Do you guys think it would be feasible to electrical tape an end of copper Romex 6/3 cable to one end of the existing aluminum wire and pull it through to replace to copper? That way I don't need to open the dry wall to replace the cable. I would also be able to use the Hubbell/Bryant commercial grade receptacle. Or should I just get a Cooper 5754N receptacle which accepts AL wiring? Is there anything else I should watch out for in terms of the AL wiring?

Any advice or suggestions are appreciated.
Kevin
My MY is on order with a EDD now May 31st to June 28th 2022.
My HPWC was installed yesterday in my garage with roughly 150 ft of #2 Aluminum 4 conductor cable from my 200 Amp breaker panel in my basement. I decided to use a Tesla recommended electrician and am very glad that I did. I have a 125 amp sub panel in my garage. Although a 100 amp sub panel was in the estimate I guess they were out of stock so I ended up with a 125 amp 12 slot sub panel with a double 60 amp breaker. A permit was applied for and I'm sure their excellent neat and professional work that they did will pass inspection.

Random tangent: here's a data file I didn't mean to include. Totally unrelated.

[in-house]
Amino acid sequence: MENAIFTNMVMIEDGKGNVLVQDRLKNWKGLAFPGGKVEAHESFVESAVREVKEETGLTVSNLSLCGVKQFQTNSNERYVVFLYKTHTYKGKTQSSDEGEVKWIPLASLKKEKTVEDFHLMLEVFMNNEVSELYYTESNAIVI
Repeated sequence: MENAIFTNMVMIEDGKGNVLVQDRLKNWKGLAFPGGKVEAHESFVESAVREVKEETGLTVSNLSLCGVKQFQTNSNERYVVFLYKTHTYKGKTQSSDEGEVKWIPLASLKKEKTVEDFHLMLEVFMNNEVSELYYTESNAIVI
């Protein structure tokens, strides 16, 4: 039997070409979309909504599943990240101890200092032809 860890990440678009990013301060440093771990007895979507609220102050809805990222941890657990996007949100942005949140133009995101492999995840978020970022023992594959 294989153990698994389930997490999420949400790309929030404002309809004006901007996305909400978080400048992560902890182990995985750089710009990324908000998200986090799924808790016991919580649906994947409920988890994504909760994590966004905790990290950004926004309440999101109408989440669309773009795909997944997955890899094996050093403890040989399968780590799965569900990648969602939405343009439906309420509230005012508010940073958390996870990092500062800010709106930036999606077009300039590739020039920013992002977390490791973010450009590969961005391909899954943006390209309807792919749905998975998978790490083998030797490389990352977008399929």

As someone pointed out in another thread if those that do the work themselves with no permit, no licensed electrician, and if there is ever a fire the insurance company will most likely deny a claim?
I decided that I was unwilling to take any chances. My nephew will be stopping by next week with his 2021 MY so I can test out my wall charger to confirm the promised 48 amp charge rate prior to my Delivery DD.
 

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It's possible that the aluminum wire is stapled somewhere, too. I hope not, but it's a possibility. I think you should try for the copper, though. I, too, have electrical experience and wired my garage for charging, If you know what you are doing, there's no need to hire an "electrician" several hundred dollars to do what can be done easily. My daughter's house was similar to your situation, and I wired the 14-50 easily, and it works well after several years. My own garage outlet works perfectly after a dozen years. There is no magic in having an electrician pull a wire and screw it to an outlet.

Where I live, the county allows homeowners to do their own wiring of outlets.
 
I hope to be taking delivery of a Tesla Model Y performance in the coming weeks. During the wait, I have done a lot of research regarding the charging infrastructure and read through the NEMA 14-50 master thread in the Model 3 forums. I have done some electrical work myself and I am starting this thread more to validate my thoughts or have my thoughts critiqued on how the outlet should be installed.